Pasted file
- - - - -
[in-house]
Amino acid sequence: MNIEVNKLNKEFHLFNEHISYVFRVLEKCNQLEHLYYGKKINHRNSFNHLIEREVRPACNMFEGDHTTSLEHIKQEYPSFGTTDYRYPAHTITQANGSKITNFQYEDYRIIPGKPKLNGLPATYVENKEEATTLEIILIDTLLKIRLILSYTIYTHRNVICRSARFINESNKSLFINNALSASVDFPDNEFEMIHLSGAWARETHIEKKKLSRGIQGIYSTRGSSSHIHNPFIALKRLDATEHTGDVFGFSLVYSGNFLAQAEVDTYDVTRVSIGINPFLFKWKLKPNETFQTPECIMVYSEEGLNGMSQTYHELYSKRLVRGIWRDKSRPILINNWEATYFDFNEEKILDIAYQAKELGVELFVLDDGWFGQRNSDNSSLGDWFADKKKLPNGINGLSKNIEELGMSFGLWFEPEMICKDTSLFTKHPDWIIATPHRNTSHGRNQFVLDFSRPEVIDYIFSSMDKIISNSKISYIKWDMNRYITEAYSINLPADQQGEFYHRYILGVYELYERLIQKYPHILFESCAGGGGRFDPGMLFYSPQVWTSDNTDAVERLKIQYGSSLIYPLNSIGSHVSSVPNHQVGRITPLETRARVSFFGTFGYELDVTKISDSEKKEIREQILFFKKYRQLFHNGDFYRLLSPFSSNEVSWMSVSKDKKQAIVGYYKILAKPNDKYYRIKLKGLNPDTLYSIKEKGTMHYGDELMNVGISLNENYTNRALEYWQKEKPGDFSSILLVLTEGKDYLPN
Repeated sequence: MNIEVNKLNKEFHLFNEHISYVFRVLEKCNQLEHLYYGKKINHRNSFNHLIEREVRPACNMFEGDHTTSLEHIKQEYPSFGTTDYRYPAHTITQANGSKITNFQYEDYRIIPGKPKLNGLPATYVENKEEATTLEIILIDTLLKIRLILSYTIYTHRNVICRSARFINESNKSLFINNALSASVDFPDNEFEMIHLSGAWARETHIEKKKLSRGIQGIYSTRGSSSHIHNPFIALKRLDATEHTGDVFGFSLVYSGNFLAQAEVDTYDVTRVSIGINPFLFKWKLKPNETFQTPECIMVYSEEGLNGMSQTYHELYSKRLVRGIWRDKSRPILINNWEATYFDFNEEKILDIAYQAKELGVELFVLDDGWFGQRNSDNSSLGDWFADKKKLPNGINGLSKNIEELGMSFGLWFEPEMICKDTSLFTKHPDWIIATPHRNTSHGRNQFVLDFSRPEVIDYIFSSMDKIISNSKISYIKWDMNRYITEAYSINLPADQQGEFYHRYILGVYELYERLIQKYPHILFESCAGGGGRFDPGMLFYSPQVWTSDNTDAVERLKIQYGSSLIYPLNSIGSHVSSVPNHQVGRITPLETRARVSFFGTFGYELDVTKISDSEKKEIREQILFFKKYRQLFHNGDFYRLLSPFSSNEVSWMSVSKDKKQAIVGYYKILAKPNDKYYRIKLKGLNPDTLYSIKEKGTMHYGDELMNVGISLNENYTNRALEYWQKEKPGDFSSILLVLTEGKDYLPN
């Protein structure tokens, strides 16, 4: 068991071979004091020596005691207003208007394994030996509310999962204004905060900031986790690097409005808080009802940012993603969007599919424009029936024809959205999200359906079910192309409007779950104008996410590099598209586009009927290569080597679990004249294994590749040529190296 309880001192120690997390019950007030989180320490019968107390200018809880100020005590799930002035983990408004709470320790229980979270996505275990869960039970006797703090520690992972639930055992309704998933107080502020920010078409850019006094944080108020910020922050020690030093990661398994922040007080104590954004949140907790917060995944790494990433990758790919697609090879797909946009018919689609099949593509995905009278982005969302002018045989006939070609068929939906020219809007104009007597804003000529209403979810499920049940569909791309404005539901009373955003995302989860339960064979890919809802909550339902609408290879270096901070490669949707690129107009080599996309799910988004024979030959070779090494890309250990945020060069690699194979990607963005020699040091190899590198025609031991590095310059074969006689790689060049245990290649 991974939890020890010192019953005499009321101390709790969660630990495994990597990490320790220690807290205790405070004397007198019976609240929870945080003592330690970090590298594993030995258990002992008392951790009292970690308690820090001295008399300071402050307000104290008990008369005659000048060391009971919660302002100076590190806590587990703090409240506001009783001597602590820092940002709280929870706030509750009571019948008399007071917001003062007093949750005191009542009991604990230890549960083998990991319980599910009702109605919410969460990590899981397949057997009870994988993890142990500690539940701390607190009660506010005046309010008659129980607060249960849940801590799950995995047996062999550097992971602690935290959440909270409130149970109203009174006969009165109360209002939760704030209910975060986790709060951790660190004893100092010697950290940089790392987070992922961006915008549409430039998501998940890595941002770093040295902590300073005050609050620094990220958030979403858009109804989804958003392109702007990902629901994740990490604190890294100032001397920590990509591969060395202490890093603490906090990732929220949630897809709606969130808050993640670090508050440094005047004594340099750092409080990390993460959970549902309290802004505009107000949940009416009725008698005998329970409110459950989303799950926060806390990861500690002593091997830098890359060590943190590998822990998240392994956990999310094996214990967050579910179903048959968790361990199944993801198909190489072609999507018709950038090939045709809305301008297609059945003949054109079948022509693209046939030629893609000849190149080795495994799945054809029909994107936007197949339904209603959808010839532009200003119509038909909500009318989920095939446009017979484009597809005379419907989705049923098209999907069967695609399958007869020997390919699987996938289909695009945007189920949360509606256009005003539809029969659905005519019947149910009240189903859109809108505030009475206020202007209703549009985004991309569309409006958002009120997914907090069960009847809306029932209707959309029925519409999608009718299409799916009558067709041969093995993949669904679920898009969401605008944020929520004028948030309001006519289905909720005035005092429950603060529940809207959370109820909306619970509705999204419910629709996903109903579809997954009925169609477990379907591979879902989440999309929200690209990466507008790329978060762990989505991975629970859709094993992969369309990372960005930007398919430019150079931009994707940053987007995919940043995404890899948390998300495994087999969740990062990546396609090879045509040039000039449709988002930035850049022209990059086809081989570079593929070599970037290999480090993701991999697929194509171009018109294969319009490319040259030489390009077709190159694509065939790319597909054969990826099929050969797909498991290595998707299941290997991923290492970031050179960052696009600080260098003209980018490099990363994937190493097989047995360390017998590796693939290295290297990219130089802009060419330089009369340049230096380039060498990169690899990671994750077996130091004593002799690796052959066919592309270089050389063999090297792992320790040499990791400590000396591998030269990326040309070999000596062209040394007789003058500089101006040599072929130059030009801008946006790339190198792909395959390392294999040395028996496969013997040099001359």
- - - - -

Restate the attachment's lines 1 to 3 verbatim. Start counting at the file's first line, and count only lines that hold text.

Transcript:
[in-house]
Amino acid sequence: MNIEVNKLNKEFHLFNEHISYVFRVLEKCNQLEHLYYGKKINHRNSFNHLIEREVRPACNMFEGDHTTSLEHIKQEYPSFGTTDYRYPAHTITQANGSKITNFQYEDYRIIPGKPKLNGLPATYVENKEEATTLEIILIDTLLKIRLILSYTIYTHRNVICRSARFINESNKSLFINNALSASVDFPDNEFEMIHLSGAWARETHIEKKKLSRGIQGIYSTRGSSSHIHNPFIALKRLDATEHTGDVFGFSLVYSGNFLAQAEVDTYDVTRVSIGINPFLFKWKLKPNETFQTPECIMVYSEEGLNGMSQTYHELYSKRLVRGIWRDKSRPILINNWEATYFDFNEEKILDIAYQAKELGVELFVLDDGWFGQRNSDNSSLGDWFADKKKLPNGINGLSKNIEELGMSFGLWFEPEMICKDTSLFTKHPDWIIATPHRNTSHGRNQFVLDFSRPEVIDYIFSSMDKIISNSKISYIKWDMNRYITEAYSINLPADQQGEFYHRYILGVYELYERLIQKYPHILFESCAGGGGRFDPGMLFYSPQVWTSDNTDAVERLKIQYGSSLIYPLNSIGSHVSSVPNHQVGRITPLETRARVSFFGTFGYELDVTKISDSEKKEIREQILFFKKYRQLFHNGDFYRLLSPFSSNEVSWMSVSKDKKQAIVGYYKILAKPNDKYYRIKLKGLNPDTLYSIKEKGTMHYGDELMNVGISLNENYTNRALEYWQKEKPGDFSSILLVLTEGKDYLPN
Repeated sequence: MNIEVNKLNKEFHLFNEHISYVFRVLEKCNQLEHLYYGKKINHRNSFNHLIEREVRPACNMFEGDHTTSLEHIKQEYPSFGTTDYRYPAHTITQANGSKITNFQYEDYRIIPGKPKLNGLPATYVENKEEATTLEIILIDTLLKIRLILSYTIYTHRNVICRSARFINESNKSLFINNALSASVDFPDNEFEMIHLSGAWARETHIEKKKLSRGIQGIYSTRGSSSHIHNPFIALKRLDATEHTGDVFGFSLVYSGNFLAQAEVDTYDVTRVSIGINPFLFKWKLKPNETFQTPECIMVYSEEGLNGMSQTYHELYSKRLVRGIWRDKSRPILINNWEATYFDFNEEKILDIAYQAKELGVELFVLDDGWFGQRNSDNSSLGDWFADKKKLPNGINGLSKNIEELGMSFGLWFEPEMICKDTSLFTKHPDWIIATPHRNTSHGRNQFVLDFSRPEVIDYIFSSMDKIISNSKISYIKWDMNRYITEAYSINLPADQQGEFYHRYILGVYELYERLIQKYPHILFESCAGGGGRFDPGMLFYSPQVWTSDNTDAVERLKIQYGSSLIYPLNSIGSHVSSVPNHQVGRITPLETRARVSFFGTFGYELDVTKISDSEKKEIREQILFFKKYRQLFHNGDFYRLLSPFSSNEVSWMSVSKDKKQAIVGYYKILAKPNDKYYRIKLKGLNPDTLYSIKEKGTMHYGDELMNVGISLNENYTNRALEYWQKEKPGDFSSILLVLTEGKDYLPN